Sanjeev Gupta’s Liberty Steel company — one of the world’s largest steel empires — faces an uncertain future after announcing plans to sell three of its UK plants.
Liberty employs 3,000 UK workers and parent company Gupta Family Group (GFG) Alliance has 35,000 employees around the world, with metalworks and mines in Europe, the United States and Australia.
Gupta was once seen as the saviour of British steelmaking but is now fighting for survival following the collapse of its main lender Greensill Capital and fraud allegations.
The Indian-British billionaire has insisted none of his 12 UK sites will close.
Yet this week’s decision to sell three plants in northern and central England plunges 1,500 jobs into uncertainty and comes after three of GFG’s French auto parts factories sought bankruptcy protection last month.
Clive Royston, who represents the Community trade union at Liberty’s Stocksbridge site in northern England, said he wants Liberty to be a “responsible seller” and find a buyer who will “not just strip off assets”.
“We’re worried and don’t have any details. It’s hard because they (workers) are asking questions and I can’t answer,” he told AFP.
Supply chain finance firm Greensill contributed to GFG’s expansion through short-term corporate loans and avoided the stricter regulations imposed on traditional banks.
But its abrupt collapse in March triggered a liquidity crisis at GFG as creditors sought to recall their loans.
It has been reported that Greensill had £3.5 billion ($5 billion, 4.1 billion euros) of exposure with GFG.
Greensill’s lawyers claimed its demise could threaten 50,000 jobs worldwide.
Liberty has reportedly not repaid an £18-million loan to Metro Bank, which accuses it of breaching “covenants and restrictions”. Liberty denies the claims.
Negotiations with Swiss banking giant Credit Suisse, which had 10 billion euros of exposure with Greensill, continue.
The UK government rebuffed Liberty’s request for a £170-million bailout due to concerns over opaque corporate structure and governance.
The risky nature of supporting distressed companies means investors either make huge profits or lose their whole investment, said Dirk Jenter, of the London School of Economics and Political Science.
As sustaining firms can be investors’ best way to recoup their loans, “they (Liberty) are scrambling for money and trying to sell their most liquid assets. It’s an attempt to buy time to keep the company alive,” he added.
Gupta was the majority owner of the indebted Wyelands Bank, which was probed by the Bank of England in 2019 and wound down in March amid allegations of favouring Gupta’s associates.
This month, the UK’s Serious Fraud Office opened an investigation against GFG for alleged fraud, fraudulent trading and money laundering, including its financing activities with Greensill.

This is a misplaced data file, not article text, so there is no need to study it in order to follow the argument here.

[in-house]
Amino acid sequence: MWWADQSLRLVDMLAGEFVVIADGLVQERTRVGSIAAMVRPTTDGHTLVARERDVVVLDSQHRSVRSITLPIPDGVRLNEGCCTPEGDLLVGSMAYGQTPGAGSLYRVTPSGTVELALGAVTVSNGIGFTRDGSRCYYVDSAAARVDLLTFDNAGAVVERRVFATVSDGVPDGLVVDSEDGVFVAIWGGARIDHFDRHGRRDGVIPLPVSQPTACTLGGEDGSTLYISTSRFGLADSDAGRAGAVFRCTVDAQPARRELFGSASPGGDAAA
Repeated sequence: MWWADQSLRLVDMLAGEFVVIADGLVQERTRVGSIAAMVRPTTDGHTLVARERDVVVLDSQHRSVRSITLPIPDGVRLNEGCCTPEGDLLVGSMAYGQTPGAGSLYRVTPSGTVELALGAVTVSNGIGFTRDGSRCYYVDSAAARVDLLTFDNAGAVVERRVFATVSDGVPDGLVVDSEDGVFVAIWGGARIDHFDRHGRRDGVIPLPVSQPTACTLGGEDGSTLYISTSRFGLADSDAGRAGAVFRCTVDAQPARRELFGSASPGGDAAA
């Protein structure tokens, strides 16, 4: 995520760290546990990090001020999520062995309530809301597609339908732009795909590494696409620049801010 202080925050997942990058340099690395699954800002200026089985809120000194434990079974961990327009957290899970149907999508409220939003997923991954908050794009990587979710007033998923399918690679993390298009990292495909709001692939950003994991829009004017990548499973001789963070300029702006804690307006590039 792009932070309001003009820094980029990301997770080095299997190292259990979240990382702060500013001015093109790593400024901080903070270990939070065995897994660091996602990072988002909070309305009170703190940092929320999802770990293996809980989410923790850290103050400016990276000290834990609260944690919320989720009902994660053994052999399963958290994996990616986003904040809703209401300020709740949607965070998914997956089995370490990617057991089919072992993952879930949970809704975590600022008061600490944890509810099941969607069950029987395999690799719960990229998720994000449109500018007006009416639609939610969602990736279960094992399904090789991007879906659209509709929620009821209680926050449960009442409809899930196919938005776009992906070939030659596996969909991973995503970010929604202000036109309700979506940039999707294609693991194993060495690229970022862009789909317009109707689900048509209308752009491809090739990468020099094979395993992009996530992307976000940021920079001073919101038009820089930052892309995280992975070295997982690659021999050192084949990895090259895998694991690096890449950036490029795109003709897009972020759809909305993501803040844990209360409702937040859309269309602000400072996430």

Jenter said this investigation and allegations of providing fake invoices would deter potential investors and compound Liberty’s financial woes.
“It’s a red flag. It would take an extraordinarily courageous investor to rely on the numbers provided by Liberty. It makes risking equity almost impossible,” he told AFP.
Union representative Royston said coronavirus “crippled” Stocksbridge, which supplies the hard-hit aerospace sector, and stressed the need to protect jobs that have defined the region despite several ownership changes over the years.
“There’s not much industry around us. Stocksbridge has been built around the plant. As a lad, you follow your father into the steelworks,” he added.
David Bailey, from the University of Birmingham business school, said all British steel manufacturers faced broader challenges, including higher electricity prices and business rates.
A longstanding glut in the global steel market and Chinese dumping have also undercut British steelmakers.
“You might have a period where companies are successful for a while, then these problems raise their heads again. Liberty ran into issues that are more structural,” he said.
“They were far too reliant on Greensill when it went under and left themselves too exposed.”
Bailey believes the British government should intervene with an American-style conservatorship — whereby the state runs and reforms companies before returning them to the private sector — to improve competitiveness and prevent damage to related industries.
“There’s a big threat to jobs and this is a foundational industry. We should be doing more to preserve it,” he said.
UK business minister Kwasi Kwarteng recently told lawmakers nationalisation was “unlikely”.
Government support for steelmakers is linked with decarbonisation as the sector pursues an 80-percent reduction in carbon emissions by 2035.
Liberty has committed to achieving carbon neutrality by 2030 by using more scrap metal and electric arc furnaces powered by renewable energy sources.—AFP